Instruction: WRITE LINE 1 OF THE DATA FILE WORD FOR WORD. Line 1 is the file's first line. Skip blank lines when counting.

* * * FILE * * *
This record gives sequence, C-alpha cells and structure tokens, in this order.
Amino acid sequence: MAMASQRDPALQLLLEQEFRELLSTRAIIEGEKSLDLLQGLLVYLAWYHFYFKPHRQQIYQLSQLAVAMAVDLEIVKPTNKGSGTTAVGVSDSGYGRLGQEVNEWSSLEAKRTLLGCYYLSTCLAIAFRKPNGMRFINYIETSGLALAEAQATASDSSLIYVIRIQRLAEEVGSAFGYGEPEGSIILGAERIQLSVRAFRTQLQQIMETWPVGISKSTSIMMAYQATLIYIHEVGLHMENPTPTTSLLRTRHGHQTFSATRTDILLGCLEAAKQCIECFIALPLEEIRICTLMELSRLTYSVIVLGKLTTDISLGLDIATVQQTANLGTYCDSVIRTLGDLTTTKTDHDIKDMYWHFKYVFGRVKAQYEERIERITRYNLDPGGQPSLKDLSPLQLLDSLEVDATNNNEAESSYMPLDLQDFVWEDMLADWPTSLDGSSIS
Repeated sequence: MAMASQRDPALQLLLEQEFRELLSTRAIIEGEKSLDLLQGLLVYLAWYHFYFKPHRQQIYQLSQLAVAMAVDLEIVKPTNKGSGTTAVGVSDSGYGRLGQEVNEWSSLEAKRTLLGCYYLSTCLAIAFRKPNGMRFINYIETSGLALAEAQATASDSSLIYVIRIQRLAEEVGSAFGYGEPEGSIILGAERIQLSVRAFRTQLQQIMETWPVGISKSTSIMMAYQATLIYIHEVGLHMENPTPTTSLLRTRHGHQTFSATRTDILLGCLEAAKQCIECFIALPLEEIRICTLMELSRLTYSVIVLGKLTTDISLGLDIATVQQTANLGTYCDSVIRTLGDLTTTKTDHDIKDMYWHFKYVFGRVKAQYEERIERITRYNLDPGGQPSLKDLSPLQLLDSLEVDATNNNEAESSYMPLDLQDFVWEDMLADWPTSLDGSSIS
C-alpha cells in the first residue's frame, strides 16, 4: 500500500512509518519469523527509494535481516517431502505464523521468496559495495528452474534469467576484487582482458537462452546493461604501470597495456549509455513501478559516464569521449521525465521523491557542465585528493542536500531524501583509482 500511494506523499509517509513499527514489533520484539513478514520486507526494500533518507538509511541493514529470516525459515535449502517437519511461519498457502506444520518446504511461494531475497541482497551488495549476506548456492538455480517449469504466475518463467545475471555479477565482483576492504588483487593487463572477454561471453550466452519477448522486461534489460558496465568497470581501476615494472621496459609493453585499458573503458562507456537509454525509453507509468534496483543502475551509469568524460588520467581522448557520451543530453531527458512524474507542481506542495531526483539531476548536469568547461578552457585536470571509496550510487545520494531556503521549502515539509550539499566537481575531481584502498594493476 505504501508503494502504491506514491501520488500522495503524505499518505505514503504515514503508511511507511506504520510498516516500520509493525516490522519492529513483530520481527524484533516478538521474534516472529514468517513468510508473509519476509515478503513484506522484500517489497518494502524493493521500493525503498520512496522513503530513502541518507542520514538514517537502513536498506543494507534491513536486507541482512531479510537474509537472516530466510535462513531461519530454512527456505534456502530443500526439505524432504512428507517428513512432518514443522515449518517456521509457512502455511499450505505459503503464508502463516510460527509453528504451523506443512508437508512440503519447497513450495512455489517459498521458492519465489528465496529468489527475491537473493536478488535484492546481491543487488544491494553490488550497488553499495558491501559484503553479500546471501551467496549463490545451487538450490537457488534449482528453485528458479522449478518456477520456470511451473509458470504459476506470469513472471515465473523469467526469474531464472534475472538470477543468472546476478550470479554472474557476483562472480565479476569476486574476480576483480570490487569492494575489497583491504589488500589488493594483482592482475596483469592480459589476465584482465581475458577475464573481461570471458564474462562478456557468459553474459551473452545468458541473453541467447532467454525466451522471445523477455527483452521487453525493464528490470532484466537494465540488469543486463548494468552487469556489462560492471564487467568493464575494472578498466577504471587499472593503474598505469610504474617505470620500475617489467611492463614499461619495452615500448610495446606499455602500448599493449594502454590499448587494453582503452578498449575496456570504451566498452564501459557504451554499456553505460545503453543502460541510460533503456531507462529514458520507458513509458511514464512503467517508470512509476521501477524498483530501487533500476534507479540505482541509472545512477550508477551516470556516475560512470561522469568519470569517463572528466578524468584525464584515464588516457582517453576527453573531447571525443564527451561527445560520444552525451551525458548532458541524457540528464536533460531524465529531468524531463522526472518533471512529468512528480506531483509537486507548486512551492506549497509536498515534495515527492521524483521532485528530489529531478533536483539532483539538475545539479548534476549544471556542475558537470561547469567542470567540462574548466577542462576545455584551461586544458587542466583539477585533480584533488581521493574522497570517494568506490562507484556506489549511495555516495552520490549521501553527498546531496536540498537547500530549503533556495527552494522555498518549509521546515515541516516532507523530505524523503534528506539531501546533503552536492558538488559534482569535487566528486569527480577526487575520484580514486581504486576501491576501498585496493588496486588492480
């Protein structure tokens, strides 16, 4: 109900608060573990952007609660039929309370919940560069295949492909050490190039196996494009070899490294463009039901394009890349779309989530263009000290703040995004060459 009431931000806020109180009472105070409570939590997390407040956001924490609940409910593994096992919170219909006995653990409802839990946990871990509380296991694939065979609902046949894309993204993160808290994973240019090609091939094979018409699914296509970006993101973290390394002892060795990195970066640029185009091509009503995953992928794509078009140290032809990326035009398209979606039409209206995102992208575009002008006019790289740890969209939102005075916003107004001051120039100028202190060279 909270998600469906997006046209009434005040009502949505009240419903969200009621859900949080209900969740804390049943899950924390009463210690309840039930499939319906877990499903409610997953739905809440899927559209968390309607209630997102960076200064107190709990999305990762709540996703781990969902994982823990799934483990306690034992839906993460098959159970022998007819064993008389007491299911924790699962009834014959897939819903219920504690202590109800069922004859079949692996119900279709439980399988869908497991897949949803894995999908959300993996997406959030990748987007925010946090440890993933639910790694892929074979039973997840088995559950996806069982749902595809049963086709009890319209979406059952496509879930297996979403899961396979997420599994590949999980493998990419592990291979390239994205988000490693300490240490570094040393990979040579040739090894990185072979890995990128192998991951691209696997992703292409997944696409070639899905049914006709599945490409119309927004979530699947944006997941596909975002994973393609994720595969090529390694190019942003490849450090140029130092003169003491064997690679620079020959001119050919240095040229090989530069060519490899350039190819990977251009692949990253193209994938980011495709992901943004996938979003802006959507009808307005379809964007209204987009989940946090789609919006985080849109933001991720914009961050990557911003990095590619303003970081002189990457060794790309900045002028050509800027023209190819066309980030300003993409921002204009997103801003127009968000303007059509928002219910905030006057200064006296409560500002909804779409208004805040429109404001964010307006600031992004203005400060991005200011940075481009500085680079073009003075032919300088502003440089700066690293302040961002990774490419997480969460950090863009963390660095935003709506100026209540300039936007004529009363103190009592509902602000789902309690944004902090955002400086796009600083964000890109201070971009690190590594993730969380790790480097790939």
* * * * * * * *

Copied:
This record gives sequence, C-alpha cells and structure tokens, in this order.